THE BLOG
04/22/2014 12:11 pm ET Updated Jun 22, 2014

Poetry Month 2014: We Need Writers So We Can Continue to Exist

We're past the halfway mark, but happy Poetry Month, anyway. It's still April after all. And while taxes (for most of us) are done, poetry is still going strong.

And what a busy scene we have here in Detroit. All month, my poetry plate has 'runneth-ed' over. On April 13th, I heard Thomas Lynch celebrate what would have been his good friend Nobel laureate Seamus Heaney's 75th birthday at Detroit's historic Scarab Club, thanks to Kim Hunter and The Woodward Line. The following Friday, another Woodward Line-up featured Hunter himself memorializing another legend -- Detroit jazz great Faruq Z Bey. And on April 19, at Salt & Cedar letter press studio in the Eastern Market, iO's own francine j harris (yes, we still claim her) gave us Detroit as only she can, serving up its grit and funk and tragic beauty from her prize-winning first book allegiance.

On the iO front, poetry has been kicking out the jams as well. This weekend saw the first of four poetry segments to air on WDET as iO's Citywide Poet Kennedie King shared her brilliant poem curated and enhanced by Laura Weber Davis with specially chosen sound effects. Midweek iO hosted 125 Detroit teens at our 4th annual "Who Understands Me But Me?" high school writers conference, with 2011 Kresge Eminent Artist Bill Harris giving the keynote address. You can hear the irrepressible Kennedie and her charming, sassy poem "Church Folk" here.

It was a personal honor to have Bill, a Detroit cultural icon, address the students. Bill served on iO's founding board. He was an early inspiration as I began my career teaching and writing poetry, and we have remained friends. He reminded the youth that "a whole cadre of people is invested in the project of making you writers. Not because they like you or because you have shown particular ability in that regard, but because we need writers. We need writers (often) more than we need music, or art, or stupid politicians. We need writers so we can continue to exist."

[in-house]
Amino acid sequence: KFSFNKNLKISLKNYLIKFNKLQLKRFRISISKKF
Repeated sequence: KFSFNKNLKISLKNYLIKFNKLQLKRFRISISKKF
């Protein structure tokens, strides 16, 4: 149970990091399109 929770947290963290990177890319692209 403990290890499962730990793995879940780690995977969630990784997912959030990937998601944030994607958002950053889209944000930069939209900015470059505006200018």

For me, Bill's words are a wonderful echo to a comment from another poetry great that I continue to hold close. "Poetry is about saving the way, that lives are saved, from the inside out," writes the beloved Lucille Clifton. (1936-2010) I remember the karmic shiver I felt when I found Clifton's words, about five or six years after founding InsideOut, but in the light of Bill's remarks, the message resonates anew.

2014-04-22-billharris.jpg

Yes, indeed, Bill. More than ever, Detroit needs writers so we can continue to exist! The gap between our haves and have-nots gets ever wider, and whole swaths of the city have disappeared. With the national spotlight increasingly on Detroit and with the influx of new populations and new energies, our youth need to know how to respond and how to claim their place in the city that is so rapidly shifting all around them. And to do this best, they need to know where they come from. They need to be confident in themselves and in what they have to say, and I think that poetry delivers an important piece of that.

I say this as a teacher, because I have seen how in the classroom poetry strengthens students. Others -- policy makers in particular -- who scoff at poetry, asking, isn't it just a frill, a time waster? Don't our youth have many, many more pressing needs? Would we do well to heed the words of Principal James Hearn of Detroit Public Schools Marcus Garvey Academy, about three minutes into this clip that featured iO on the PBS NewsHour. Mr. Hearn had some of the same reservations, but when he saw how enthusiastic "even his football players" were about poetry, he became a convert.